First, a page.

Most minor burns will heal on
their own, and home treatment is usually all that is needed to relieve your
symptoms and promote healing. But if you suspect you may have a more severe
injury, use first-aid measures while you arrange for an evaluation by your
Immediate first aid for burns
First, stop the burning to prevent a more
Heat burns (thermal burns): Smother any
flames by covering them with a blanket or water. If your clothing catches fire,
do not run: stop, drop, and roll on the ground to
smother the flames.
Cold temperature burns: Try first aid measures to warm the areas. Small areas of your body (ears, face, nose, fingers, toes) that are really cold or frozen can be warmed by blowing warm air on them, tucking them inside your clothing or putting them in warm water.
Liquid scald burns (thermal burns): Run cool
tap water over the burn for 10 to 20 minutes. Do not use ice.
Electrical burns: After the person has been separated
from the electrical source, check for breathing and a heartbeat. If the person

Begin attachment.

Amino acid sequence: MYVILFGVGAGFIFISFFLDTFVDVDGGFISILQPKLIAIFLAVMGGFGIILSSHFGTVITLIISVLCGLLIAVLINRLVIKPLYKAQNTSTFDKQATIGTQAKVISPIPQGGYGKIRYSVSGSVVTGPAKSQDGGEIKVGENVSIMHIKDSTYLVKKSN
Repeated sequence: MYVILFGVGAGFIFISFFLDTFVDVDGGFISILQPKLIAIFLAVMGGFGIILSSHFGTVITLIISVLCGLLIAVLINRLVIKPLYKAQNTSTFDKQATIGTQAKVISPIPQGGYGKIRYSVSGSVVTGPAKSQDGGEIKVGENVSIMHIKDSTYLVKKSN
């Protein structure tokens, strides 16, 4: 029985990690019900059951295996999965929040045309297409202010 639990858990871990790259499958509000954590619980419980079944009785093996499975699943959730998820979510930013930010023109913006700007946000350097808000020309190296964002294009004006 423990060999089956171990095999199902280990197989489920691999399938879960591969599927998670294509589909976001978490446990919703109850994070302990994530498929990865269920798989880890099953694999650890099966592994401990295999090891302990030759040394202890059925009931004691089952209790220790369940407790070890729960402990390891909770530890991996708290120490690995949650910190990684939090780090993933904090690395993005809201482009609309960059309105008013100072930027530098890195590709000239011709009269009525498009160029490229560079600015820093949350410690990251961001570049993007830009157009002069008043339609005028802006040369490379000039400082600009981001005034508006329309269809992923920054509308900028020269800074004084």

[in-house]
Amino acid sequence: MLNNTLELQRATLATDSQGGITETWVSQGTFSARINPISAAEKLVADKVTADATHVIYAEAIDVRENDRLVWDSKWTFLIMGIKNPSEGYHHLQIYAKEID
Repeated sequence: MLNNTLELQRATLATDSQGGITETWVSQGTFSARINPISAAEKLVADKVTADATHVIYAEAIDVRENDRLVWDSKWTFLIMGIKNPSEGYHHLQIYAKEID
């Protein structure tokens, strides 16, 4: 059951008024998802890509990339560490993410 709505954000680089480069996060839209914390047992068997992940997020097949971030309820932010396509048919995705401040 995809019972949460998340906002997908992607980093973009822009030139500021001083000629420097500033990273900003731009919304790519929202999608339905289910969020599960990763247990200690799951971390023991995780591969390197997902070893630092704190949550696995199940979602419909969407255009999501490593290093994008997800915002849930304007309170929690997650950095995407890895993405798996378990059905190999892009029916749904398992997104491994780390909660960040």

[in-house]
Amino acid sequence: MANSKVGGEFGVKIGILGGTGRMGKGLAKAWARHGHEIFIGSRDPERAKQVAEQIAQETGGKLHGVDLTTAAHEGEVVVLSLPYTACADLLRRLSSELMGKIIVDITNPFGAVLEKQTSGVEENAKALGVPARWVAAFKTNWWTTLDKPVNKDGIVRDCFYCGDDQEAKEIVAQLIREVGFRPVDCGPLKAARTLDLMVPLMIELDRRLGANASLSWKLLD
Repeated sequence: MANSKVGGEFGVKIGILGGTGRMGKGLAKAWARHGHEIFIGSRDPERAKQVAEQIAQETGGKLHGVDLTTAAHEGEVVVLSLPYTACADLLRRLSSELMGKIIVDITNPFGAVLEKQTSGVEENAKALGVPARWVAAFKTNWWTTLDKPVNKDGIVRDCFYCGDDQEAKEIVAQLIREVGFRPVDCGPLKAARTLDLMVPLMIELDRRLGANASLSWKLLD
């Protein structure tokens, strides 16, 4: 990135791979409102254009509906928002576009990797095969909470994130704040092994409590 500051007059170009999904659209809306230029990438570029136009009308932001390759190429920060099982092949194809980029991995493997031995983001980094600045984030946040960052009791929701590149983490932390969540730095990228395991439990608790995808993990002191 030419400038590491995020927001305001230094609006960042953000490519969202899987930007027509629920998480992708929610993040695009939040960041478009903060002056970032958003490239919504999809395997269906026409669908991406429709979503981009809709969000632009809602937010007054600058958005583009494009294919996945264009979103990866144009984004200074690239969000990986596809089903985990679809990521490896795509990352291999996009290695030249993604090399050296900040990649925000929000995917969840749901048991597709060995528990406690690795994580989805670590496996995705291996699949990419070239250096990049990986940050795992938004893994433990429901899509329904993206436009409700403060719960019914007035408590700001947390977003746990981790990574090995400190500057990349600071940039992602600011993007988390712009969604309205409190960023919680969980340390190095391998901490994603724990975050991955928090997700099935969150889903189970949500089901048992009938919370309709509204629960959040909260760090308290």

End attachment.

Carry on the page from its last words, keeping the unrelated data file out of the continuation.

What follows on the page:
is not breathing or does not have a heartbeat, call 911.
Chemical burns: Natural foods such as
chili peppers, which contain a substance irritating to
the skin, can cause a burning sensation. When a chemical burn occurs, find out
what chemical caused the burn. Call your local Poison Control Center or the National Poison Control Hotline (1-800-222-1222) for more information about how to treat the burn.
Next, look for other injuries. The burn may not be the only injury.
Remove any jewelry or clothing
at the site of the burn. If clothing is stuck to the burn, do not remove it.
Carefully cut around the stuck fabric to remove loose fabric. Remove all
jewelry, because it may be hard to remove it later if swelling
Prepare for an evaluation by a doctor
If you are
going to see your doctor soon:
Cover the burn with a clean, dry cloth to
reduce the risk of infection.
Do not put any salve or medicine on
the burned area, so your doctor can properly assess your burn.
not put ice or butter on the burned area, because these measures do not help
and can damage the skin tissue.
soothing lotions that contain aloe vera to burned areas to relieve pain and
0.5% hydrocortisone cream to the burned area also may
help. Note: Do not use the cream on children younger
than age 2 unless your doctor tells you to. Do not use in the rectal or vaginal
area of children younger than age 12 unless your doctor tells you to.
There isn't much you can do to stop skin from
peeling after a sunburn—it is part of the healing process. Lotion may help
relieve the itching.